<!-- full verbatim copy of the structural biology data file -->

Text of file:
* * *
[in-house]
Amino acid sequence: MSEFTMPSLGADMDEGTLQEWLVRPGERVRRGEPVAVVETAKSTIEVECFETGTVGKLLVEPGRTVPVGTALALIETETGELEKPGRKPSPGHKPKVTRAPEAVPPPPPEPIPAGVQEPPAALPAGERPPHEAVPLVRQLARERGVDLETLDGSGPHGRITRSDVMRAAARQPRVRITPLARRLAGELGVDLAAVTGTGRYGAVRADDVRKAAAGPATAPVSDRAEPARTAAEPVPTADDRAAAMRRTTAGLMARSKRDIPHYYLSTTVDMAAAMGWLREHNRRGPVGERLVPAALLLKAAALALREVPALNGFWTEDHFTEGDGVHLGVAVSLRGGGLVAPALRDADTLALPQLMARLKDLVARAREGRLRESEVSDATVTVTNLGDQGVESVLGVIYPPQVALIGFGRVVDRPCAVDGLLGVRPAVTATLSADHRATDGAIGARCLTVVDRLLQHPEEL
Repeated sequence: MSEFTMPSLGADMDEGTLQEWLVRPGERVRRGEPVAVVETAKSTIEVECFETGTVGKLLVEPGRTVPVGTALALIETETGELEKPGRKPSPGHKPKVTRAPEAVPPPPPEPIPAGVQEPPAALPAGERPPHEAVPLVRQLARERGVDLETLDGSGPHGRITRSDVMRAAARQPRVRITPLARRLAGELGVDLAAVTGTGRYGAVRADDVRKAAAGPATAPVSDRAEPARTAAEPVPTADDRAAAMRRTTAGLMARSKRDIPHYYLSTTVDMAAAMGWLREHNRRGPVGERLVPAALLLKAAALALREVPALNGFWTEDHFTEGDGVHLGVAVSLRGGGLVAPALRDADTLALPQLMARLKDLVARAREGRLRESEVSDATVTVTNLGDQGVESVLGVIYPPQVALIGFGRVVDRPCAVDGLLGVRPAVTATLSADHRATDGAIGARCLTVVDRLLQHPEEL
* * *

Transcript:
[in-house]
Amino acid sequence: MSEFTMPSLGADMDEGTLQEWLVRPGERVRRGEPVAVVETAKSTIEVECFETGTVGKLLVEPGRTVPVGTALALIETETGELEKPGRKPSPGHKPKVTRAPEAVPPPPPEPIPAGVQEPPAALPAGERPPHEAVPLVRQLARERGVDLETLDGSGPHGRITRSDVMRAAARQPRVRITPLARRLAGELGVDLAAVTGTGRYGAVRADDVRKAAAGPATAPVSDRAEPARTAAEPVPTADDRAAAMRRTTAGLMARSKRDIPHYYLSTTVDMAAAMGWLREHNRRGPVGERLVPAALLLKAAALALREVPALNGFWTEDHFTEGDGVHLGVAVSLRGGGLVAPALRDADTLALPQLMARLKDLVARAREGRLRESEVSDATVTVTNLGDQGVESVLGVIYPPQVALIGFGRVVDRPCAVDGLLGVRPAVTATLSADHRATDGAIGARCLTVVDRLLQHPEEL
Repeated sequence: MSEFTMPSLGADMDEGTLQEWLVRPGERVRRGEPVAVVETAKSTIEVECFETGTVGKLLVEPGRTVPVGTALALIETETGELEKPGRKPSPGHKPKVTRAPEAVPPPPPEPIPAGVQEPPAALPAGERPPHEAVPLVRQLARERGVDLETLDGSGPHGRITRSDVMRAAARQPRVRITPLARRLAGELGVDLAAVTGTGRYGAVRADDVRKAAAGPATAPVSDRAEPARTAAEPVPTADDRAAAMRRTTAGLMARSKRDIPHYYLSTTVDMAAAMGWLREHNRRGPVGERLVPAALLLKAAALALREVPALNGFWTEDHFTEGDGVHLGVAVSLRGGGLVAPALRDADTLALPQLMARLKDLVARAREGRLRESEVSDATVTVTNLGDQGVESVLGVIYPPQVALIGFGRVVDRPCAVDGLLGVRPAVTATLSADHRATDGAIGARCLTVVDRLLQHPEEL